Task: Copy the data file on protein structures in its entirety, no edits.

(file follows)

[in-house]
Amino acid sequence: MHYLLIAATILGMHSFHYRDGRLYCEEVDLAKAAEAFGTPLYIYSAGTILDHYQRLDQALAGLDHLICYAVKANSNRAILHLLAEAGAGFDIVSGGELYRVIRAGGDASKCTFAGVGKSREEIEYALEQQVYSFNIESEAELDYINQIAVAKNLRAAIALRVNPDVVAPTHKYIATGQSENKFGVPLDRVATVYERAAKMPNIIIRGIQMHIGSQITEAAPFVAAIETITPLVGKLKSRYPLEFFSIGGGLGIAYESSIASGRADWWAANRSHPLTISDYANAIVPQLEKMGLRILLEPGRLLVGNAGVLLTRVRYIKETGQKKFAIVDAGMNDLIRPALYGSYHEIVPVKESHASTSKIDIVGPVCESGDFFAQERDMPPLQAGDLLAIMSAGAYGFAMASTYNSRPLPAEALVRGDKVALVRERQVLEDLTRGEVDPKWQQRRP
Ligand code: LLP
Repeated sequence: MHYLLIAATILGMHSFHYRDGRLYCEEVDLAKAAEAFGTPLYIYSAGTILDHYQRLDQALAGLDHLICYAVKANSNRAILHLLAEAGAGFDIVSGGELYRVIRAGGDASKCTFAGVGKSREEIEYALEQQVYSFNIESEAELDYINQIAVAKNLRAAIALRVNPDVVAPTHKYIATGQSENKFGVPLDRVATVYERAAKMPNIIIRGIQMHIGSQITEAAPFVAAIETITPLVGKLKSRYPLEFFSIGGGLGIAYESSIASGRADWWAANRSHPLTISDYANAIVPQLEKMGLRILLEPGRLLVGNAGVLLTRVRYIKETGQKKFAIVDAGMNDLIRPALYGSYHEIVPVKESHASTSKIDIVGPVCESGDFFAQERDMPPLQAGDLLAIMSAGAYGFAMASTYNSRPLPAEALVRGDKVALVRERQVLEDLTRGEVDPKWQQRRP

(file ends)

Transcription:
[in-house]
Amino acid sequence: MHYLLIAATILGMHSFHYRDGRLYCEEVDLAKAAEAFGTPLYIYSAGTILDHYQRLDQALAGLDHLICYAVKANSNRAILHLLAEAGAGFDIVSGGELYRVIRAGGDASKCTFAGVGKSREEIEYALEQQVYSFNIESEAELDYINQIAVAKNLRAAIALRVNPDVVAPTHKYIATGQSENKFGVPLDRVATVYERAAKMPNIIIRGIQMHIGSQITEAAPFVAAIETITPLVGKLKSRYPLEFFSIGGGLGIAYESSIASGRADWWAANRSHPLTISDYANAIVPQLEKMGLRILLEPGRLLVGNAGVLLTRVRYIKETGQKKFAIVDAGMNDLIRPALYGSYHEIVPVKESHASTSKIDIVGPVCESGDFFAQERDMPPLQAGDLLAIMSAGAYGFAMASTYNSRPLPAEALVRGDKVALVRERQVLEDLTRGEVDPKWQQRRP
Ligand code: LLP
Repeated sequence: MHYLLIAATILGMHSFHYRDGRLYCEEVDLAKAAEAFGTPLYIYSAGTILDHYQRLDQALAGLDHLICYAVKANSNRAILHLLAEAGAGFDIVSGGELYRVIRAGGDASKCTFAGVGKSREEIEYALEQQVYSFNIESEAELDYINQIAVAKNLRAAIALRVNPDVVAPTHKYIATGQSENKFGVPLDRVATVYERAAKMPNIIIRGIQMHIGSQITEAAPFVAAIETITPLVGKLKSRYPLEFFSIGGGLGIAYESSIASGRADWWAANRSHPLTISDYANAIVPQLEKMGLRILLEPGRLLVGNAGVLLTRVRYIKETGQKKFAIVDAGMNDLIRPALYGSYHEIVPVKESHASTSKIDIVGPVCESGDFFAQERDMPPLQAGDLLAIMSAGAYGFAMASTYNSRPLPAEALVRGDKVALVRERQVLEDLTRGEVDPKWQQRRP